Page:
UM Students Recognized by Mississippi Associated Press Broadcasters

Broadcast group wins 20 awards at annual competition

From left to right: David Kennedy, Payton Green, Steven Gagliano, Sereena Henderson, Leah Gibson, Kelly Smith, Shelby Sansone, Browning Stubbs

From left to right: David Kennedy, Payton Green, Steven Gagliano, Sereena Henderson, Leah Gibson, Kelly Smith, Shelby Sansone, Browning Stubbs

OXFORD, Miss. – University of Mississippi broadcast students were recognized for outstanding performance by the Mississippi Associated Press Broadcasters, bringing home 20 awards in the contest for college students.

Student newscast “NewsWatch” won the award for Best Newscast for the fifth year in a row. Senior Shelby Sansone from Memphis, Tennessee, won the award for Mississippi’s Outstanding Student Television Reporter. Senior Steven Gagliano, from Cumming, Georgia, won Outstanding Radio Reporter. Sansone and Gagliano each won cash scholarships.

“The fact that our student newscast has won the award five years in a row is remarkable,” said Nancy Dupont, UM professor of journalism. “The student managers in recent years have done a phenomenal job.”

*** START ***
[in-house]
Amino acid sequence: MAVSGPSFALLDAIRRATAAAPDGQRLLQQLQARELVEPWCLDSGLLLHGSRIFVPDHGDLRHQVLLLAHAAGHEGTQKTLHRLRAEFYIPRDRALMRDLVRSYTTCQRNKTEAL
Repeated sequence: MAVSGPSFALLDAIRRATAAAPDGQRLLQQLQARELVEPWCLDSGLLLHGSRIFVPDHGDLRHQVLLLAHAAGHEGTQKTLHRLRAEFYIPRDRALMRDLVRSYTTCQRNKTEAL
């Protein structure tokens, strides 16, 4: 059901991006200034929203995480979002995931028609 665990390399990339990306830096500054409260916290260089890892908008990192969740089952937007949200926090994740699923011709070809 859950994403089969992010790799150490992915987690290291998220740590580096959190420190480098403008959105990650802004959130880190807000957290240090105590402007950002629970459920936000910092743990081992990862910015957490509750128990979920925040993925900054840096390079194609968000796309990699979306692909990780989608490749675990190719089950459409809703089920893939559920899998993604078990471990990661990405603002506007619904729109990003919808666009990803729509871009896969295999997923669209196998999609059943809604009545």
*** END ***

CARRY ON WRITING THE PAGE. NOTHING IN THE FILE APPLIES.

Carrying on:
The award banquet was held April 23 in Jackson. Students competed in college categories among 51 television entries and 23 radio entries from five Mississippi universities. The contest covered work produced during the spring and fall semesters of 2015.

“Our broadcast students had an excellent showing,” Dupont said. “This is a reflection of their talent and hard work. I’m sure they’d join me in congratulating my colleagues who teach broadcast journalism and the managers at the Student Media Center. All, in my opinion, are the best you’ll find anywhere.”

Ole Miss television and radio students won nine first-place awards, seven second-place awards and four third-place awards.

First-Place Awards for College Television:

Best Feature Story: Sereena Henderson, senior from Pass Christian, and Ji Hoon Heo, of Ulsan, South Korea, for their coverage of St. Mark’s Episcopal Church 10 years after Hurricane Katrina

Best News Story: Shelby Sansone for her coverage of the Dan Jones rally.

Best Sportscast: Browning Stubbs, senior from Memphis, and David Kennedy, senior from Colleyville, Texas, for their coverage of the Oxford Chargers state championship preview

Best Documentary or Series: “Atomic, Mississippi,” produced by students in a course taught by Brad Schultz and Kathleen Wickham.